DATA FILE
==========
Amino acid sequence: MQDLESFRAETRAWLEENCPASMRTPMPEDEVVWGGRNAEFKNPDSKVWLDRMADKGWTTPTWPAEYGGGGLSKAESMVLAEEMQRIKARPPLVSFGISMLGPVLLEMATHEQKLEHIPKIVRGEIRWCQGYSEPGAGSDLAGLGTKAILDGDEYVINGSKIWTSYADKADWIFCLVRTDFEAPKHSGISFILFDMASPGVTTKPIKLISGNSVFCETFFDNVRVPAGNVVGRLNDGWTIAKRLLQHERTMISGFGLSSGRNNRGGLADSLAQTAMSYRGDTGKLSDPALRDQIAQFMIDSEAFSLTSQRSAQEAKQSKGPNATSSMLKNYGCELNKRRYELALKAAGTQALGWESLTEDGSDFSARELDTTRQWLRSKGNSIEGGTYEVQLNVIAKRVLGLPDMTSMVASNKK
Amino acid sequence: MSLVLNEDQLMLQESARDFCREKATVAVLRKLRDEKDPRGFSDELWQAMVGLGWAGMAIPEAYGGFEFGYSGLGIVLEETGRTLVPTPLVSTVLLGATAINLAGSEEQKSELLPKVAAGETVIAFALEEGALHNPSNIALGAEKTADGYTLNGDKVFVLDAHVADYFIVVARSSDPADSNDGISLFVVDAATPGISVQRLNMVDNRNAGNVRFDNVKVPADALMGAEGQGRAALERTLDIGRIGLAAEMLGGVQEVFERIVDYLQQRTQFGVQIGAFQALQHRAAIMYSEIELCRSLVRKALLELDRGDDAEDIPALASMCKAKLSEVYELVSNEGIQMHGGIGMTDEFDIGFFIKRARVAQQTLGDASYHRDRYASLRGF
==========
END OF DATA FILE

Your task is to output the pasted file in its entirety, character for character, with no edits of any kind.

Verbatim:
Amino acid sequence: MQDLESFRAETRAWLEENCPASMRTPMPEDEVVWGGRNAEFKNPDSKVWLDRMADKGWTTPTWPAEYGGGGLSKAESMVLAEEMQRIKARPPLVSFGISMLGPVLLEMATHEQKLEHIPKIVRGEIRWCQGYSEPGAGSDLAGLGTKAILDGDEYVINGSKIWTSYADKADWIFCLVRTDFEAPKHSGISFILFDMASPGVTTKPIKLISGNSVFCETFFDNVRVPAGNVVGRLNDGWTIAKRLLQHERTMISGFGLSSGRNNRGGLADSLAQTAMSYRGDTGKLSDPALRDQIAQFMIDSEAFSLTSQRSAQEAKQSKGPNATSSMLKNYGCELNKRRYELALKAAGTQALGWESLTEDGSDFSARELDTTRQWLRSKGNSIEGGTYEVQLNVIAKRVLGLPDMTSMVASNKK
Amino acid sequence: MSLVLNEDQLMLQESARDFCREKATVAVLRKLRDEKDPRGFSDELWQAMVGLGWAGMAIPEAYGGFEFGYSGLGIVLEETGRTLVPTPLVSTVLLGATAINLAGSEEQKSELLPKVAAGETVIAFALEEGALHNPSNIALGAEKTADGYTLNGDKVFVLDAHVADYFIVVARSSDPADSNDGISLFVVDAATPGISVQRLNMVDNRNAGNVRFDNVKVPADALMGAEGQGRAALERTLDIGRIGLAAEMLGGVQEVFERIVDYLQQRTQFGVQIGAFQALQHRAAIMYSEIELCRSLVRKALLELDRGDDAEDIPALASMCKAKLSEVYELVSNEGIQMHGGIGMTDEFDIGFFIKRARVAQQTLGDASYHRDRYASLRGF